To begin I just chose something that came up while I was scrolling facebook a day or two ago. It’s not special in that it’s the most awful argument I’ve heard or I feel really strongly about it, etc. It’s just what’s first.

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This post features what the artist believes is hypocrisy in a common political stance. For those of ya’ll who haven’t heard about this topic, a common manufacturer of epinephrine injectables (EpiPens, used to treat severe allergic reactions in an emergency) recently increased the price of their product astronomically. Issues with the image?

  1. You’re essentially arguing that because someone believes the law should prevent a company from selling a drug at whatever price they want, it’s crazy for them also to not want the government to entirely take over the healthcare system. That is ridiculous.
  2. Most people who are making a “no socialized healthcare” argument but who also want something to be done about the EpiPen aren’t usually saying “there should be laws” they are usually saying “there should be something done about this”. Clearly the author agrees with that opinion. So do I. We’re all in agreement here woooo. What some people might disagree with is the idea that the solution is to regulate the industry more, rather than making it possible for more competition to enter the market, thereby driving down the price of the EpiPen naturally. By circumventing the nuance of the argument, the author deliberately misrepresents two sides of an argument. I’m assuming here that the author is an intelligent person who is capable of doing a little research on a topic they are going to make a bold political statement on. Therefore, they could easily have made the argument that deregulation of the industry might not work any better than increased regulation. But who knows, maybe there really is someone out there making this specific argument that the author portrays. It just isn’t the most common opposing stance.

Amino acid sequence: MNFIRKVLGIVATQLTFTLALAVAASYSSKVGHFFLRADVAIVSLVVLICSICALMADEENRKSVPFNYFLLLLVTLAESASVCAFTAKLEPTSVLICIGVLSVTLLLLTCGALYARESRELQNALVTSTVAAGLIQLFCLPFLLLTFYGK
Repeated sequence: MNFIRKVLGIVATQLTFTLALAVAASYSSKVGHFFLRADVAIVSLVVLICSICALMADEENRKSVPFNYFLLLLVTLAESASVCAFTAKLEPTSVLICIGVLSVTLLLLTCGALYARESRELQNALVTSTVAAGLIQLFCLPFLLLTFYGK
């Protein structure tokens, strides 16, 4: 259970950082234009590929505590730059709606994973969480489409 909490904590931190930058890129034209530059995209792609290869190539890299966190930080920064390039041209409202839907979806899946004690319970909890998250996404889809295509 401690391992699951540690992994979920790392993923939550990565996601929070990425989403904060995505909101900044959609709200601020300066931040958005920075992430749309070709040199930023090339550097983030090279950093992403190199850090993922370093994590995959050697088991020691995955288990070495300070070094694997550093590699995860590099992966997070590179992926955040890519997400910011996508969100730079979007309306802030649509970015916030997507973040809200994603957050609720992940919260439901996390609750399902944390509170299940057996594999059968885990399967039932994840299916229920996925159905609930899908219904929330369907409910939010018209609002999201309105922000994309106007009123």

3. It’s lazy. This is more of a stylistic point and opinion-based. It doesn’t portray a witty or intelligent commentary, it literally just has some fat angry white dude (that’s what everyone against socialized health care looks like! That’s a group we’re allowed to ignore the arguments of based on their skin color, sex, and appearance! Hurahhh!) wearing a shirt with one argument which he apparently supports so much he got it on a shirt and then a speech bubble with a different argument, and then the giant billboard with the EpiPen on it. I get it, I know political cartoons have to simplify things and usually don’t make a huge nuanced argument, but usually there’s some imagery in there or symbolism or wit.

My opinion on all this was initially “well, yes it sucks that they can do this but I don’t know if I’m ready to say yes the government should hold companies at gunpoint and dictate what price they can offer their product for. That’s a bit of a leap. One voice in the media who I tend to trust is Jim Cramer. Cramer graduated magna cum laude from Harvard with a B.A. in government, and received his Juris Doctor degree from Harvard Law. He is a talented journalist who was chief editor of Harvard’s newspaper The Crimson, is widely published, and hosts several shows on CNBC. If being a brilliant student of government and law as well as a talented journalist isn’t enough, he is also a successful investor. At one point he worked for Goldman Sachs’ Private Wealth Management division. He now runs a charitable trust which benefits charities with the money its portfolio makes. (Okay, now getting off Jim Cramer’s dick). He has said that something needs to be done and offered the two basic directions which we’ve already mentioned in this post “regulate it” or “let more competition come in”. I tend to trust Jim on issues related to the economy and law, and his perspective was pretty important in helping me form my opinion about the topic. He mentions how he has to take a medication which costs him thousands of dollars a month because his insurance won’t cover it and how he’s lucky that he can afford it, but there are others who can’t. This is where the “amoral” comment comes in. If you’re curious, this was the 8-25-16 or the 8-26-16 episode of Mad Money. Obviously I can’t link to it, but try to hear some other perspectives ya’ll. Peace.